Savills survey finds institutions and other investors set to put £27bn into nascent sector
The number of homes owned and managed by ‘for profit’ housing associations is set to grow seven-fold in the next five years according to a survey by consultant Savills.
Savills said the sector, which has grown from virtually nothing in the past decade to controlling an estimated 19,600 homes by 2022, will expand exponentially to hit 140,000 homes under ownership by 2027.
The consultant, in its annual survey of the nascent sector, said the number of for profit registered providers will also grow in the period, from 64 currently, to around 90, with firms investing a combined £27bn in the sector.
The survey also shows the dominance of institutional players in the sector. Savills survey showed that while financial institutions represent only a fifth of the 64 for profit providers, those providers own 90% of all the homes owned by for profits. Institutional investors and fund managers, including Legal & General, Blackstone, Man Group and M&G having all registered for-profit providers in the last three years, with Blackstone’s Sage Housing now owning and operating more than 8,000 homes.
Savills said there was “huge investor appetite for environmentally friendly, regulated assets that provide tangible social benefit”, and that this gave existing for profit providers “a deep well of capital to draw on as they grow.”
See also>> ‘For-profit’ Sage sets 30,000-home target
There are currently around 60 applications for new for profit providers sitting with the regulator, Savills said, adding that early movers will see a significant competitive advantage.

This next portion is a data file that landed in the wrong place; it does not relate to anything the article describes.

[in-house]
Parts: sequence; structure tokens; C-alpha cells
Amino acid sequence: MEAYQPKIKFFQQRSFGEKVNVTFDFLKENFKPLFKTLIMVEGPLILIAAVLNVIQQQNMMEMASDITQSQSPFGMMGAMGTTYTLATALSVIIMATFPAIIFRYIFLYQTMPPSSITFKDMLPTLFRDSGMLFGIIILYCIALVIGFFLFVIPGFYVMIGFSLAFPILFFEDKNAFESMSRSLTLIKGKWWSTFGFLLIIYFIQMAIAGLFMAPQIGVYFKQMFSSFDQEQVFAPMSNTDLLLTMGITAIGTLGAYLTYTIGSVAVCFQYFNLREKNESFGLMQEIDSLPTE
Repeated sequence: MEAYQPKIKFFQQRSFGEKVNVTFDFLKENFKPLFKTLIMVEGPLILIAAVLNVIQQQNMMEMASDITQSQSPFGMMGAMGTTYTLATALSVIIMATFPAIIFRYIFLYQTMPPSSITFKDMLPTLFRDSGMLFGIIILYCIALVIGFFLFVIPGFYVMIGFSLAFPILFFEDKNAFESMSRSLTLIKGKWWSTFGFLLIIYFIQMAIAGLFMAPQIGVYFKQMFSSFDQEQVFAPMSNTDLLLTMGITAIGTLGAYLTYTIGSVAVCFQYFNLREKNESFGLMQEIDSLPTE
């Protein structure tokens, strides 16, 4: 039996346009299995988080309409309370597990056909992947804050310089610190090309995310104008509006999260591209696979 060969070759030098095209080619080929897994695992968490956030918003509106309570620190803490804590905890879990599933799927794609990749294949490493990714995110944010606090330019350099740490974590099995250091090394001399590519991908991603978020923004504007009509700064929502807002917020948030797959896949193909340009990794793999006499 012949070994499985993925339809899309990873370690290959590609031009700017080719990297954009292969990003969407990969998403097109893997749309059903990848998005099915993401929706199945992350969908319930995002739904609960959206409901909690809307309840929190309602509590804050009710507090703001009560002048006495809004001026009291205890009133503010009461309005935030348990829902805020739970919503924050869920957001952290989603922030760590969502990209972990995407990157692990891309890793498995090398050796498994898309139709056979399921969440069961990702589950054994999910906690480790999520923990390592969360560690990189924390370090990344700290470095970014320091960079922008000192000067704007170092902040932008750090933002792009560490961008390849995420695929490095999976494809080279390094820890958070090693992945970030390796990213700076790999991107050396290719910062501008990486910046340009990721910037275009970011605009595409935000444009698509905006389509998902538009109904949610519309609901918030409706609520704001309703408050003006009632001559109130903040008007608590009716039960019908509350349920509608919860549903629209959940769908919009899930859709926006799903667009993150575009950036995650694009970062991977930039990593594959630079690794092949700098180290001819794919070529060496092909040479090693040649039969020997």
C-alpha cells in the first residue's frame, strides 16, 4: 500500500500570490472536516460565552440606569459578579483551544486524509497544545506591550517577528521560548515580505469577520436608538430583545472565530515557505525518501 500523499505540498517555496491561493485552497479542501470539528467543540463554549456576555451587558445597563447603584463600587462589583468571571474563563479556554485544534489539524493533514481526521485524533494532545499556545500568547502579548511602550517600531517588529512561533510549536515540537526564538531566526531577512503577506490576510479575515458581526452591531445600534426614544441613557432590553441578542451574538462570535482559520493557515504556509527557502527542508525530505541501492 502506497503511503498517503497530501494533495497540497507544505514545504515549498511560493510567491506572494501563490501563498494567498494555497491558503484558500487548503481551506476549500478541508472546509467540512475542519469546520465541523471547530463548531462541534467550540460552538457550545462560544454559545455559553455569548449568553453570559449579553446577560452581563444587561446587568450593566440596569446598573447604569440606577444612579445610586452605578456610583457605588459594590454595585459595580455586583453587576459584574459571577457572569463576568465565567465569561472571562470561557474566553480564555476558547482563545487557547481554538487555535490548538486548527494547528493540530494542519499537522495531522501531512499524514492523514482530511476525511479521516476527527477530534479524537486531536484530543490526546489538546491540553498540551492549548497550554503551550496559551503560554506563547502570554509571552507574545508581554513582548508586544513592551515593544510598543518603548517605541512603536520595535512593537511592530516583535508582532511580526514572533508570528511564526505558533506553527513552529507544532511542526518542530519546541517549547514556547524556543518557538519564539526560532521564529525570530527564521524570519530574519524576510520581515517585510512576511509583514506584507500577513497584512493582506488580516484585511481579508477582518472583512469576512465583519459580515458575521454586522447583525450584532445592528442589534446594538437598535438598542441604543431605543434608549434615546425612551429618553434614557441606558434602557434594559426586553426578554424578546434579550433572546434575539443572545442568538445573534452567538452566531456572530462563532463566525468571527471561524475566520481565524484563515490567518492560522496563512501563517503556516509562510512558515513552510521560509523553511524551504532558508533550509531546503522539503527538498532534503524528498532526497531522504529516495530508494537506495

‘For profits’ are seen as a key source of new housing supply for the sector, often partnering with housebuilders and housing associations to take on properties under section 106 deals from new developments, which can otherwise hold schemes up.
Helen Collins, head of savills affordable housing consultancy, said the ‘for profit” sector was in the “early growth phase of new entrants to the affordable housing sector”. She said the firms were able to compare the policy and economic landscape of affordable housing with other investment classes. “This fresh perspective creates opportunities to question how things are done and bring innovation – a start-up approach.
“As a result, we have seen more interest from housing associations and local authorities coming to us for help in exploring the options for partnership working. There is also steep learning curve for new entrants around things housing associations have done for years, such as their deep understanding of regulation and risk.”
Steve Partridge, director, savills housing consultancy, said: “With inflation running high, affordable housing can give investors inflation-linked returns, while delivering energy-efficient, affordable, and well-regulated homes. Growth in this sector is limited by the availability of stock, not by investor demand of the availability of capital.”